Dijon-Braised Brussels Sprouts

I did it! It took me over a year of squeezing in practices late in the evenings or as long back-to-back weekend sessions, but I finally passed my competency exam and am now a fully-trained “Online Counseling and Suicide Intervention Specialist”. I’m not sure how much of a “specialist” I am – I still feel very new to the whole field – but I’m very glad to finally get on with the volunteer work I set out to do so long ago.

I’m not sure if you remember my Sweet Potato & Turnip Mash w/ Sage Butter post (mmm, that was really good by the way…need to make that again soon…), but I explained there why I set out to join this non-profit organization in the first place. Their cause is still one very close to my heart and I am more excited now than ever before to be a part of such an amazing movement.

On a lighter note: this brussels sprouts recipe would normally have sparked no interest in me whatsoever if it hadn’t been for its original incarnation with chicken. Deb’s dijon chicken recipe is still an all-time favorite for us and has been gaining me more than a few fans at the office (where I’m known to trade food for programming help). Knowing just how powerful that scallion-mustard sauce is I figured the vegetarian version of the recipe should at least be given a chance. The success of my first ever brussels sprouts experience, Roasted Cauliflower with Shiitake and Sage, also gave me hope that these mini-veggies may not be the culinary horror they’re made out to be.

Dijon-Braised Brussels Sprouts (from Smitten Kitchen)


1   lb.   brussels sprouts

1   T   unsalted butter

1   T   EVOO

½   C   dry white wine

1   C   low-sodium vegetable broth*

2-3   shallots, peeled and thinly sliced

2   T   heavy cream

1   T   smooth dijon mustard

2   T   fresh flat-leaf parsley chopped, optional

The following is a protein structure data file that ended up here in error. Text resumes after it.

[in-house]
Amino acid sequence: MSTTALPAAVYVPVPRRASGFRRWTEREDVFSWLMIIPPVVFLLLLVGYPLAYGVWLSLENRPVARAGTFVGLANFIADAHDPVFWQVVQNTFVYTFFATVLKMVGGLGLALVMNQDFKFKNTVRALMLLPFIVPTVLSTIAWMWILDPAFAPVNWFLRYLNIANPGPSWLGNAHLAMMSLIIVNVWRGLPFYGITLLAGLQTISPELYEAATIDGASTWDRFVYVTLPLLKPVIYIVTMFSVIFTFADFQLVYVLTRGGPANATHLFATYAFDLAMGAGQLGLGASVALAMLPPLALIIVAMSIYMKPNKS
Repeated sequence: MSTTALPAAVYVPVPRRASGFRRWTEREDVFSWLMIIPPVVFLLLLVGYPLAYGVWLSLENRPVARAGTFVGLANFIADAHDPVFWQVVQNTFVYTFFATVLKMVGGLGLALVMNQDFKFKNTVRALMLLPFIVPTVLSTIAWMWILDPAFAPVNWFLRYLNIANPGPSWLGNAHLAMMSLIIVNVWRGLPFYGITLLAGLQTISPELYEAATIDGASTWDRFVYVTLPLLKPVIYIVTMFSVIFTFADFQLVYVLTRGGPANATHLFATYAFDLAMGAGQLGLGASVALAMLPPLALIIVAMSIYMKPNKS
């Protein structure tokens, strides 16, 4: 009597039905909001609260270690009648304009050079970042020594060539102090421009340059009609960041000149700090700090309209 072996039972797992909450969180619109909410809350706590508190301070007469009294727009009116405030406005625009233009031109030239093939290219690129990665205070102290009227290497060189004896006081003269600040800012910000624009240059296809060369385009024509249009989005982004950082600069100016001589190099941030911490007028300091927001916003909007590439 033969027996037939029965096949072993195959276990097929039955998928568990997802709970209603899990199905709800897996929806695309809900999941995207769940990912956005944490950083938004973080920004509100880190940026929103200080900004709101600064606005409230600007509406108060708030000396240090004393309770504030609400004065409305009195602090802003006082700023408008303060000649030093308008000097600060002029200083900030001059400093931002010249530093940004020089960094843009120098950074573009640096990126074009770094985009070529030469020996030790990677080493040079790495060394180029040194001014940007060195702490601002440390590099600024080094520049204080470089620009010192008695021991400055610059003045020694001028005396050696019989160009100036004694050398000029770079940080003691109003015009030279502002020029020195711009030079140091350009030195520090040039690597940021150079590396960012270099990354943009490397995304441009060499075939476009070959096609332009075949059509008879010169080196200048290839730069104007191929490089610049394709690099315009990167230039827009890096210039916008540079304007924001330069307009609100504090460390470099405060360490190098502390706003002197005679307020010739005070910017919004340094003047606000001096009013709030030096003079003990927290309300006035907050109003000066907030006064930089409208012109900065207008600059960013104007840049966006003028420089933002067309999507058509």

salt & pepper to taste

* Note: For additional flavor, non-vegetarians might want to use LS chicken broth instead.


1) Wash and trim sprouts, then halve lengthwise. In a large heavy pan heat oil and butter over Medium heat then add the sprouts cut-side down in a single layer (brown in batches if necessary). Sprinkle with salt and pepper to taste and then cook sprouts without turning until bottoms are golden brown – about 5 minutes.

2) Once the sprouts have been browned (add them all back into the pan if working in batches) add stock, shallots, and wine to the pan and bring to a simmer. Once simmering, reduce heat to Medium-low or Low – the lowest heat you can manage and still maintain a gentle simmer – and cover the pan with a lid or foil. Cook sprouts for 10-15 minutes or until they are tender, but not mushy.

3) Remove lid (or foil), gently scoop out sprouts, and add cream to simmer for a few minutes to slightly thicken. Whisk in mustard until smooth. Do a taste test and add more seasoning or mustard as you prefer. Pour sauce over sprouts, sprinkle with parsley (if using) and serve immediately. Will serve 4 as side dish or 2 as main course.

Beezer’s Notes:

I think I say this for every Smitten Kitchen recipe, but Deb definitely knows what she’s doing! I cannot wait until her cookbook comes out – even if I have to catch a train back to the States to buy a copy. Speaking of her cookbook, Deb mentioned that she perfected this recipe too late for its inclusion. I’m very glad she still shared it on her blog because it really is “the cabbage equivalent of our favorite chicken dish”: the sauce is spot-on and has a zing that brightens up the earthy sprouts. I think I simmered my sprouts a tad too strongly because the smaller halves bordered on mushy, but most of them struck the perfect combo of tender yet toothsome. The chicken version of this dish is still my favorite I have to admit. Still, if you’re looking for a vegetarian version, are trying to mix things up a bit, or maybe just convince yourself (or kids, or spouse) that brussels sprouts really can be delicious then this is the dish for you.

Overall Enjoyment:   ♥   ♥   ♥   ♥

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